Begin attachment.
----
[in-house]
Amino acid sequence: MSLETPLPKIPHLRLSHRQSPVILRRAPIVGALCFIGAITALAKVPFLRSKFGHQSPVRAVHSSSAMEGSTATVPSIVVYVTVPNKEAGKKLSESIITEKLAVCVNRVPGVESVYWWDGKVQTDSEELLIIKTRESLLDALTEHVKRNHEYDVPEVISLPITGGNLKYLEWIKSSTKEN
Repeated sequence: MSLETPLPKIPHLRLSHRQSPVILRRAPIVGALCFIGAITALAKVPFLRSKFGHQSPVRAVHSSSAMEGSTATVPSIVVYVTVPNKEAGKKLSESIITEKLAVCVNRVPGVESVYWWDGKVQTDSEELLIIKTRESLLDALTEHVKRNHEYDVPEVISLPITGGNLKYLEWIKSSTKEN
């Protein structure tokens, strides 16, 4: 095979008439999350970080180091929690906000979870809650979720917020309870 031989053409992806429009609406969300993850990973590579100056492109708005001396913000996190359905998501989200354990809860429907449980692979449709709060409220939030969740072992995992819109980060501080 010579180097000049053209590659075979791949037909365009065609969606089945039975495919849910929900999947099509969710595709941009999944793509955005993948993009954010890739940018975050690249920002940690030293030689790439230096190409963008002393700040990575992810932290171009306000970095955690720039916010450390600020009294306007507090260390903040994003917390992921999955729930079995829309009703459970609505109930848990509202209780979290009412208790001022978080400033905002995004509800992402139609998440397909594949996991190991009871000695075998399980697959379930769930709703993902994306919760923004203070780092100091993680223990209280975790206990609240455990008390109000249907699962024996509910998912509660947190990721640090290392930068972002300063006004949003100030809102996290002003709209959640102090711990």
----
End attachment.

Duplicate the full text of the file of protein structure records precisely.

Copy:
[in-house]
Amino acid sequence: MSLETPLPKIPHLRLSHRQSPVILRRAPIVGALCFIGAITALAKVPFLRSKFGHQSPVRAVHSSSAMEGSTATVPSIVVYVTVPNKEAGKKLSESIITEKLAVCVNRVPGVESVYWWDGKVQTDSEELLIIKTRESLLDALTEHVKRNHEYDVPEVISLPITGGNLKYLEWIKSSTKEN
Repeated sequence: MSLETPLPKIPHLRLSHRQSPVILRRAPIVGALCFIGAITALAKVPFLRSKFGHQSPVRAVHSSSAMEGSTATVPSIVVYVTVPNKEAGKKLSESIITEKLAVCVNRVPGVESVYWWDGKVQTDSEELLIIKTRESLLDALTEHVKRNHEYDVPEVISLPITGGNLKYLEWIKSSTKEN
């Protein structure tokens, strides 16, 4: 095979008439999350970080180091929690906000979870809650979720917020309870 031989053409992806429009609406969300993850990973590579100056492109708005001396913000996190359905998501989200354990809860429907449980692979449709709060409220939030969740072992995992819109980060501080 010579180097000049053209590659075979791949037909365009065609969606089945039975495919849910929900999947099509969710595709941009999944793509955005993948993009954010890739940018975050690249920002940690030293030689790439230096190409963008002393700040990575992810932290171009306000970095955690720039916010450390600020009294306007507090260390903040994003917390992921999955729930079995829309009703459970609505109930848990509202209780979290009412208790001022978080400033905002995004509800992402139609998440397909594949996991190991009871000695075998399980697959379930769930709703993902994306919760923004203070780092100091993680223990209280975790206990609240455990008390109000249907699962024996509910998912509660947190990721640090290392930068972002300063006004949003100030809102996290002003709209959640102090711990």